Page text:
From Rev. Judee:

Spiritual Wisdom is when we 'practice what we preach' and it shows up in our lives on a daily basis.

When we squeeze an orange, what comes out? Orange juice!

When WE are squeezed, what show's up? Understanding? Forgiveness? Compassion? Peace? Kindness?

Just like the old saying "You are what you eat," the same rule applies to your beingness. You are what you think about and what you allow into your consciousness.

Our world is one of incredible beauty and energy. As we increase our connection with this energy, the more beauty we see and the more we evolve as spiritual beings.

I receive "wisdom" from many places: Dr. Heather's Sunday talks, classes, music, reading inspiring books, gatherings with like-minded people, the Science of Mind textbook, etc.

Dr. Ernest Holmes captures in this quote what Spiritual Wisdom truly is...
"Come, Thou Great and Infinite Mind and inspire me to do great deeds. Acquaint me with Thy knowledge and in Thy wisdom make me wise. I would be taught of Thee, Inner Light, and inspired by Thy presence. I will listen for Thy Voice and it will tell me of great things to be done. I will be inspired from On High. O Wonderful Presence, flooding me, filling me with Thy Light, Thou dost inspired me! I feel the inspiration of Spirit."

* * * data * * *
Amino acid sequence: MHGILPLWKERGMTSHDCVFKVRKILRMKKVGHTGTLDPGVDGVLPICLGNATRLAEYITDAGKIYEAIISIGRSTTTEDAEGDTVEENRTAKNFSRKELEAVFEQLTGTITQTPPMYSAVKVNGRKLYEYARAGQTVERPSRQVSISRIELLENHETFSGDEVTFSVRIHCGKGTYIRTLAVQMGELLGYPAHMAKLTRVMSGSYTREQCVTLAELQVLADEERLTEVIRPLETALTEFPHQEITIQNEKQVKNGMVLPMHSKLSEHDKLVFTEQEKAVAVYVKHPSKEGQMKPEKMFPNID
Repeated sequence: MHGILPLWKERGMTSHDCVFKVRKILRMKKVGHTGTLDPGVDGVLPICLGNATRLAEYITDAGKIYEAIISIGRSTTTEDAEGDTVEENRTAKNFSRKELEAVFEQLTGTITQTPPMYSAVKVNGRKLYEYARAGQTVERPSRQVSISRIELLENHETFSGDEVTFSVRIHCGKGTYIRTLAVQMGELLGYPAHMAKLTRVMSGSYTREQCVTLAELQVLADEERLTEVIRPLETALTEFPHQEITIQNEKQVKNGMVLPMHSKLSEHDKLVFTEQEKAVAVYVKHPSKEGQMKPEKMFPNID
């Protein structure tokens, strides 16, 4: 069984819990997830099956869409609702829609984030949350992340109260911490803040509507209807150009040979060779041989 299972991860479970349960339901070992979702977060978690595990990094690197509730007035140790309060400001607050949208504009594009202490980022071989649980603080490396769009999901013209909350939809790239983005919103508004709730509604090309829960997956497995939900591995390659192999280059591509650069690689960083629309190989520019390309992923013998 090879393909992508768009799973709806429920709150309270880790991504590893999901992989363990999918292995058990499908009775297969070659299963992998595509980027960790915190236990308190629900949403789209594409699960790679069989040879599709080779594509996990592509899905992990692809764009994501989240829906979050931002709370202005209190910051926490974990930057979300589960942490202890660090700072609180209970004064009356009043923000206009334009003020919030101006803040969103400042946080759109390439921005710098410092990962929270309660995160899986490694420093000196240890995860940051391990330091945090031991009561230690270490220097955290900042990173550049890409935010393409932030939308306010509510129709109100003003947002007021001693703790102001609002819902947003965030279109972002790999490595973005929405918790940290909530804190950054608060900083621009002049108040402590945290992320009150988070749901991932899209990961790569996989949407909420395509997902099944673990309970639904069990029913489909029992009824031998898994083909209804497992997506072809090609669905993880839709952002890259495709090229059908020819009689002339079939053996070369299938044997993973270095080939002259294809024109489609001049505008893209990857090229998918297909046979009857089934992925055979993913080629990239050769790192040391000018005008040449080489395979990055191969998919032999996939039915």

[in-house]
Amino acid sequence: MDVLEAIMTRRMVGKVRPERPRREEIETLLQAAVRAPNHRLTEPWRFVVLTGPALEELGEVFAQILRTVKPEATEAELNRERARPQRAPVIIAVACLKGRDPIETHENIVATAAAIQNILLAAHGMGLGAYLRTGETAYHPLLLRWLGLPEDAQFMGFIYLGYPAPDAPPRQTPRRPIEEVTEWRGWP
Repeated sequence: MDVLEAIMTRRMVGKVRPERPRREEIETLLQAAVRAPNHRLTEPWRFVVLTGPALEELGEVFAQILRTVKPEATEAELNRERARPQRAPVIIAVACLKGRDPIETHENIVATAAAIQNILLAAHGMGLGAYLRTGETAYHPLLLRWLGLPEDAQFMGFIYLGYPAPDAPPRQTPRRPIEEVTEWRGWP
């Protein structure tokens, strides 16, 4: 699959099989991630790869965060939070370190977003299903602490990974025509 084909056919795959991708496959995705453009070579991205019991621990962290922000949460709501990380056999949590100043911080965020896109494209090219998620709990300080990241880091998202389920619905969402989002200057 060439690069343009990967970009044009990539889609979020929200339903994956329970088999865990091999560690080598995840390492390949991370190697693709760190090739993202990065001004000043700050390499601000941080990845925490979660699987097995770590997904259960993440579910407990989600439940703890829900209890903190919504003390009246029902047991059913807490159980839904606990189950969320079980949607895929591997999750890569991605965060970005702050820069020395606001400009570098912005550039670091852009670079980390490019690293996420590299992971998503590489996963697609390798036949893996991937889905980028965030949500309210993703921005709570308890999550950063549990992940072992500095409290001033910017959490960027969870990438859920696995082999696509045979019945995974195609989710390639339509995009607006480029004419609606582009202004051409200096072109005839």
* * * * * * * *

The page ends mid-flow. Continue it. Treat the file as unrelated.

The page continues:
Insight into Our Roots with Rev. Carla

This October, our Center is offering a field study into the Science of Mind roots. It's a five-day excursion to the New England coast, led by Dr. Heather and organized by Spirit Tours, to explore the place where Science of Mind all began. It's the place where Ernest Holmes grew up; where Emerson discovered his truths; and Thoreau found inspiration on Walden Pond.

I asked our own Rev. Carla, a frequent traveler with Spirit Tours and our Center's trip coordinator, a few questions to get some insight into this adventure.